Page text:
Performance Audit Recommends $1.58 Million in Savings to St. Marys City School District

Tuesday, October 9, 2018

Columbus – The St. Marys City School District (Auglaize County) could achieve annual savings of slightly more than $1.58 million through staff reductions and other measures recommended in a performance audit released today by Auditor of State Dave Yost.

The performance audit was prompted by the district’s October 2017 five-year financial forecast, which projected a deficit of nearly $1.8 million in 2020, growing to nearly $7 million in 2022. Subsequent reductions in staff and other expenditures reduced the projected 2020 deficit to a little more than $713,000, growing to almost $6.37 million by 2022.

The deficits are expected to result from negotiated salary increases and inflationary growth of various expenses while valuations have remained relatively flat.

The aim of the performance audit recommendations is to eliminate deficits in the five-year forecast period. While the adoption of the performance audit recommendations would accomplish this, the district would have a projected carryover balance of just $96 at the end of the forecast period in 2022.

“In the face of budget challenges, the district’s leaders already have taken steps to reduce expenses,” Auditor Yost said. “This performance audit offers the district additional ways to save money and ensure fiscal health for the near future. Several of the recommendations also would help the district better manage its long-term financial situation.”

The audit recommends reducing staff by the equivalent of 8.5 fulltime positions to save $620,000 annually. This includes 5.5 teachers, a central office position, a music teacher, half of a social worker position and half of a nursing position. These reductions would put the district on par with staffing in peer school districts.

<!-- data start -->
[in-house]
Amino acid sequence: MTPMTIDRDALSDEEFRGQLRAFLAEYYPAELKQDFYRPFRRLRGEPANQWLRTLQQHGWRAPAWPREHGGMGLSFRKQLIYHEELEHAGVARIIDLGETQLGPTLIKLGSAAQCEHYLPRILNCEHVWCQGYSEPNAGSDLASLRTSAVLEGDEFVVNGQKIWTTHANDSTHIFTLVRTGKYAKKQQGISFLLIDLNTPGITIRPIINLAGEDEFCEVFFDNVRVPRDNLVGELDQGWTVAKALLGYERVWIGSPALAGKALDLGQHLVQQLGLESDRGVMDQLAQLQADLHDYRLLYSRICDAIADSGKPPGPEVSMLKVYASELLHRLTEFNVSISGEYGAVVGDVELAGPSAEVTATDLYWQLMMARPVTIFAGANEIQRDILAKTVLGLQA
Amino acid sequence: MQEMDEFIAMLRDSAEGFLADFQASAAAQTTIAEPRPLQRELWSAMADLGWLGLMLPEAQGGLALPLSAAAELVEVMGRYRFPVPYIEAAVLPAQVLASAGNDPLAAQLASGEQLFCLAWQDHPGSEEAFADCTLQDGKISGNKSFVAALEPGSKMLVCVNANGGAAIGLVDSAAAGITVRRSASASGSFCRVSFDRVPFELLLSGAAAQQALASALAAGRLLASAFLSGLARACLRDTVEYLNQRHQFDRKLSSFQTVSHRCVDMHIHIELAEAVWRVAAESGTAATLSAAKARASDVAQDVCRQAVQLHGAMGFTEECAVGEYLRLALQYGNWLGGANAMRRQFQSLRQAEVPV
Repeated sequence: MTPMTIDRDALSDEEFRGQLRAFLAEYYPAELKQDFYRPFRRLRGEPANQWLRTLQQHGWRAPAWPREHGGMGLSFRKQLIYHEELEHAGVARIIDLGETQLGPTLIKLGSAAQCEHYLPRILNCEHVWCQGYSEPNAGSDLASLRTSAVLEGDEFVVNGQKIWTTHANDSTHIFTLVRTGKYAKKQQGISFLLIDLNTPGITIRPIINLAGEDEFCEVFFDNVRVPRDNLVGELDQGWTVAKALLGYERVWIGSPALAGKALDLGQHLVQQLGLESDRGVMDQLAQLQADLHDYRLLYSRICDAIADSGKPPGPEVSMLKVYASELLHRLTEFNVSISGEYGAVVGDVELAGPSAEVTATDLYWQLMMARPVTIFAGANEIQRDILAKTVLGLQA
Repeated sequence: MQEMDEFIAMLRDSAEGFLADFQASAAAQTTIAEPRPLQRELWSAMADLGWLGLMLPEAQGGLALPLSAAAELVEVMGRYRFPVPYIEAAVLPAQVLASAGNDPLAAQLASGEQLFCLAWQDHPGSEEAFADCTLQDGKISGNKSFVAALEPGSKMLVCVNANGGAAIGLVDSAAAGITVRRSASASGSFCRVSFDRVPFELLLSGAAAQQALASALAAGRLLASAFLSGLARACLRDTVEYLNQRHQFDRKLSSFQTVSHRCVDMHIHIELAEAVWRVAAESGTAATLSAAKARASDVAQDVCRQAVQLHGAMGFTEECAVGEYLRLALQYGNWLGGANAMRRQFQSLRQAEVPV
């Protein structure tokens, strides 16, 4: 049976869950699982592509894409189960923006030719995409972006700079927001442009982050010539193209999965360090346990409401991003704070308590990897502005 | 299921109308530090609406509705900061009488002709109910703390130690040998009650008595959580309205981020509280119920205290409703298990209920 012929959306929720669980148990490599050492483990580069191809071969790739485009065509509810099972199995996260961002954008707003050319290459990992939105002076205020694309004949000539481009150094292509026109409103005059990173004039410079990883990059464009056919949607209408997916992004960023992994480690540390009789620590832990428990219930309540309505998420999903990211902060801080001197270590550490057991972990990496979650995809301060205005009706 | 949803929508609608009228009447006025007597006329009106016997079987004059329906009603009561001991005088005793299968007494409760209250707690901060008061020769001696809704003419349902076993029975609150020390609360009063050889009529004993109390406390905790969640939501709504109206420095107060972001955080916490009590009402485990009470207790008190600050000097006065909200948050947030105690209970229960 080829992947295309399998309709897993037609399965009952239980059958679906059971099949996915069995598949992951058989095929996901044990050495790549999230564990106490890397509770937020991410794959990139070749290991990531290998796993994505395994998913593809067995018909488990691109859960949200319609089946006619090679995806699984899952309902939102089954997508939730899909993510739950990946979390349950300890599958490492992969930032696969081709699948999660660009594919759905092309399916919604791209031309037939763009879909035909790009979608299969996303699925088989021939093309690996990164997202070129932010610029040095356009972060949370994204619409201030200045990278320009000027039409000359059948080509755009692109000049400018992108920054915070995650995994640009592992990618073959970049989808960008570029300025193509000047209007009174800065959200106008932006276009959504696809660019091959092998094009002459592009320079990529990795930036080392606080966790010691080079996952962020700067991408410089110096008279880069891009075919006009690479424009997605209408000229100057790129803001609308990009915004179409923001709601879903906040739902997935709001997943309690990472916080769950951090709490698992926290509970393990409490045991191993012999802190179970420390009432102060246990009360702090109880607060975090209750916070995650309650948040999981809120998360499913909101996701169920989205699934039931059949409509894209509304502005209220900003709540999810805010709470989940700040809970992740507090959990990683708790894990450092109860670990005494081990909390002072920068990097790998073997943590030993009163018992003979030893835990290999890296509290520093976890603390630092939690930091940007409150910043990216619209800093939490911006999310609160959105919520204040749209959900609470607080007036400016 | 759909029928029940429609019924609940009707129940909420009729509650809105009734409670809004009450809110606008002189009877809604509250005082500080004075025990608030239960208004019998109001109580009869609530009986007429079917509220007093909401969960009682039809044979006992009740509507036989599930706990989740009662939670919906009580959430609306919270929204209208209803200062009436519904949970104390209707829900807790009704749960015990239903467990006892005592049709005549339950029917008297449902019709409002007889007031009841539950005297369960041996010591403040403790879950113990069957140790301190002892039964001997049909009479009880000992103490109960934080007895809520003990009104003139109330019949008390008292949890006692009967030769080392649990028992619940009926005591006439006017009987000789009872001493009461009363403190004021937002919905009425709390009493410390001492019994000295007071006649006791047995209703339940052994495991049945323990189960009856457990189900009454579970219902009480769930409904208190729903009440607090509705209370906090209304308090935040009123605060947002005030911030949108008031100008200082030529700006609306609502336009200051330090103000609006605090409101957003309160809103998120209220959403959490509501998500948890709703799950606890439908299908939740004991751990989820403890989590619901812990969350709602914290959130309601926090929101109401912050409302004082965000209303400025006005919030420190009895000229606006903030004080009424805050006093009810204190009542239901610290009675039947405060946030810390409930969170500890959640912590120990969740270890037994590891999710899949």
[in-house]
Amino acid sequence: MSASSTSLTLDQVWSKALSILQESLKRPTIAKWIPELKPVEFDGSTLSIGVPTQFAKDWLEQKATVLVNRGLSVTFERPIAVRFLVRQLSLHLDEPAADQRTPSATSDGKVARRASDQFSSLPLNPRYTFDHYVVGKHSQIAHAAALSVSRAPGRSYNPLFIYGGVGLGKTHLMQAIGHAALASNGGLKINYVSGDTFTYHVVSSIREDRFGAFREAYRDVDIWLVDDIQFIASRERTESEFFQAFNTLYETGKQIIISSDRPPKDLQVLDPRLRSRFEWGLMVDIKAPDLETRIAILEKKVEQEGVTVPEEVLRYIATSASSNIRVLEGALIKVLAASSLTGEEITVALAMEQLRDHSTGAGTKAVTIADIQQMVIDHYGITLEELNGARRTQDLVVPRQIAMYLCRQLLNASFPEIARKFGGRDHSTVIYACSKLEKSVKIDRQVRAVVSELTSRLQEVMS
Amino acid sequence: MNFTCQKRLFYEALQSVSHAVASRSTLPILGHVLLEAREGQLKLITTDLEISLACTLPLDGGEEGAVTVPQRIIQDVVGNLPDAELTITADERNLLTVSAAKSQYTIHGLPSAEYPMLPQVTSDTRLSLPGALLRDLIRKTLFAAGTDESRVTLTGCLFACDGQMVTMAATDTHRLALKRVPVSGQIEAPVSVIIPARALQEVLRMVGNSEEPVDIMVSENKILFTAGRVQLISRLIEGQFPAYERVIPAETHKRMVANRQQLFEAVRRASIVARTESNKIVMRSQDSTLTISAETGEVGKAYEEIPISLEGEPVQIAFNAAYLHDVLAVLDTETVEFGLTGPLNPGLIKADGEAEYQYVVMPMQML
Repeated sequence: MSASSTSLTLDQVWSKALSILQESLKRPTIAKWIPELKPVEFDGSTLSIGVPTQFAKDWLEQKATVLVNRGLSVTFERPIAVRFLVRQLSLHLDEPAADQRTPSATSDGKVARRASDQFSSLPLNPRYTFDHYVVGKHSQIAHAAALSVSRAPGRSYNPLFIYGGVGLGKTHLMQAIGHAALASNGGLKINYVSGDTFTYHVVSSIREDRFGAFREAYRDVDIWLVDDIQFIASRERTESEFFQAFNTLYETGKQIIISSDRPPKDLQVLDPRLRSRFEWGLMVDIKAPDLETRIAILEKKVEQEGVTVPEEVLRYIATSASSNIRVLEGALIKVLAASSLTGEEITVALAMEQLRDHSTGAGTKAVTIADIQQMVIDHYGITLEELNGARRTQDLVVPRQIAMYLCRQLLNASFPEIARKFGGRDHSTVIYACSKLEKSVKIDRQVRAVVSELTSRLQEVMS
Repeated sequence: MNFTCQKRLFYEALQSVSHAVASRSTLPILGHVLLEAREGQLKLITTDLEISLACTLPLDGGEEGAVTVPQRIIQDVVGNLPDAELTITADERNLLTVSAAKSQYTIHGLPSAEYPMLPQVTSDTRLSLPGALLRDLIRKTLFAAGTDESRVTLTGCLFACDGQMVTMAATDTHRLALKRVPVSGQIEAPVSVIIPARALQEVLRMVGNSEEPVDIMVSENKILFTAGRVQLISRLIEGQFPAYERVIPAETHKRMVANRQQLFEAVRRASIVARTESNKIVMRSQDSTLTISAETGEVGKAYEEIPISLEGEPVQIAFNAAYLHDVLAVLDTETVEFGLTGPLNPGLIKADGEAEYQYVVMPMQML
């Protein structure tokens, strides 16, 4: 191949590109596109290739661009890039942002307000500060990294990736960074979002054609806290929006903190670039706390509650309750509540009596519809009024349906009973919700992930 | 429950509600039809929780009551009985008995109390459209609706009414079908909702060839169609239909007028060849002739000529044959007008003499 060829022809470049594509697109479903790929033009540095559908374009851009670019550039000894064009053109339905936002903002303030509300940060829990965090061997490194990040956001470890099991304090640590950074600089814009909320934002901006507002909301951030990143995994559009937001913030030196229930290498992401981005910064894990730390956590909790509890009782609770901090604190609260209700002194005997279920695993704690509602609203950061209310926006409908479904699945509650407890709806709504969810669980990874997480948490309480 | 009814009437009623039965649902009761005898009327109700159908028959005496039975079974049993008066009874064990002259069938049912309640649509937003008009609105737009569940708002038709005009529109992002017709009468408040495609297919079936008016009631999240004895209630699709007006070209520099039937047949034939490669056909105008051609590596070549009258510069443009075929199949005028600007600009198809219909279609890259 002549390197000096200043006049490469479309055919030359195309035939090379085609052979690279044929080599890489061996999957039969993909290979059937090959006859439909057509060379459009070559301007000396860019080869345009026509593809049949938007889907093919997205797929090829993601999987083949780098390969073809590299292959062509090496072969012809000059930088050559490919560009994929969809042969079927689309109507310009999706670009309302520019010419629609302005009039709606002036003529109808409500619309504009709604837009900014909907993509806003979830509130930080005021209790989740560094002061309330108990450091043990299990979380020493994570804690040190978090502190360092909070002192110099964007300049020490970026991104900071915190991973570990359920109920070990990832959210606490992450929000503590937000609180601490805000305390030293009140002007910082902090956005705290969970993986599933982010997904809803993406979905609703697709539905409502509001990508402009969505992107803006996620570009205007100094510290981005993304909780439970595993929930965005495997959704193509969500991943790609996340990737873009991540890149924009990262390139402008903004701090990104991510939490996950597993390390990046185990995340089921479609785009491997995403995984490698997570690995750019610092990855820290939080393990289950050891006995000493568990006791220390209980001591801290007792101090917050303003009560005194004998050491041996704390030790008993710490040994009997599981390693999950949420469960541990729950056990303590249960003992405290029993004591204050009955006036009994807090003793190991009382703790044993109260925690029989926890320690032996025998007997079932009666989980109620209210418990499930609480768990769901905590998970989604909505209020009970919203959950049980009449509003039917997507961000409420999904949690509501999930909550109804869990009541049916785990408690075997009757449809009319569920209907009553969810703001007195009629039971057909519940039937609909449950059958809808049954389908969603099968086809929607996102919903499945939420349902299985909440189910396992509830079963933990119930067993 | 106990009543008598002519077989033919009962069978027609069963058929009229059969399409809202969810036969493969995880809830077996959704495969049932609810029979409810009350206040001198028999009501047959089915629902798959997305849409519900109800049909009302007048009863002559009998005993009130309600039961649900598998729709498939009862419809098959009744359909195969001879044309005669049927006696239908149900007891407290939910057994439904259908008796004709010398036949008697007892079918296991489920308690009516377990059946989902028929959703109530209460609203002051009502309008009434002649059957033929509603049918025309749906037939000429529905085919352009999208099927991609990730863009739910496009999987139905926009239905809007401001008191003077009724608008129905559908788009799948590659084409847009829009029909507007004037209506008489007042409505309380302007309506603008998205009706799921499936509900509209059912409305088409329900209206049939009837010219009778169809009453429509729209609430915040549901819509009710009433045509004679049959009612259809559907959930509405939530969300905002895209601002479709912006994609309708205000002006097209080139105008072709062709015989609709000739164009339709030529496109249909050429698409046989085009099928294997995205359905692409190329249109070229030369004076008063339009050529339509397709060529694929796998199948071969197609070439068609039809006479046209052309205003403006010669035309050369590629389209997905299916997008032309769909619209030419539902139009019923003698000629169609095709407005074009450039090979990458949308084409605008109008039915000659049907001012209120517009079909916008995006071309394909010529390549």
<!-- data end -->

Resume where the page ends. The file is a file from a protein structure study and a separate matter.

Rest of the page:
The audit estimated that reducing the district’s cost of employee health insurance to the regional average for public-sector entities and increasing the employee contribution could save $216,000 annually. 

The audit also recommended:

  • Adopting an energy management plan to reduce electricity costs by $63,600 annually.
  • Reducing the employer cost of dental and vision insurance to the regional average for public entities to save $60,700 a year.
  • Shifting future General Fund capital outlays to the Permanent Improvement Fund, freeing $48,100 annually.
  • Designing a purchasing process to buy custodial supplies at the lowest cost to save $7,500 annually.

Implementing all of these recommendations still would leave the district short by an annual average of almost $581,000. To address this, the audit offers four options that could be combined in various ways to address the remaining shortfall:

  • Eliminate an additional eight teaching positions.
  • Make a 6 percent across-the-board staff reduction.
  • Add two years to the current freeze on base salaries and step increases.
  • Eliminate the General Fund subsidy for extracurricular activities.

To improve district management, the audit recommended the adoption of long-term strategic, capital and financial plans, as well as a preventive maintenance plan for district facilities.

A full copy of this report is available online.


The Auditor of State’s office, one of five independently elected statewide offices in Ohio, is responsible for auditing more than 6,000 state and local government agencies.  Under the direction of Auditor Dave Yost, the office also provides financial services to local governments, investigates and prevents fraud in public agencies and promotes transparency in government.

Beth Gianforcaro
Press Secretary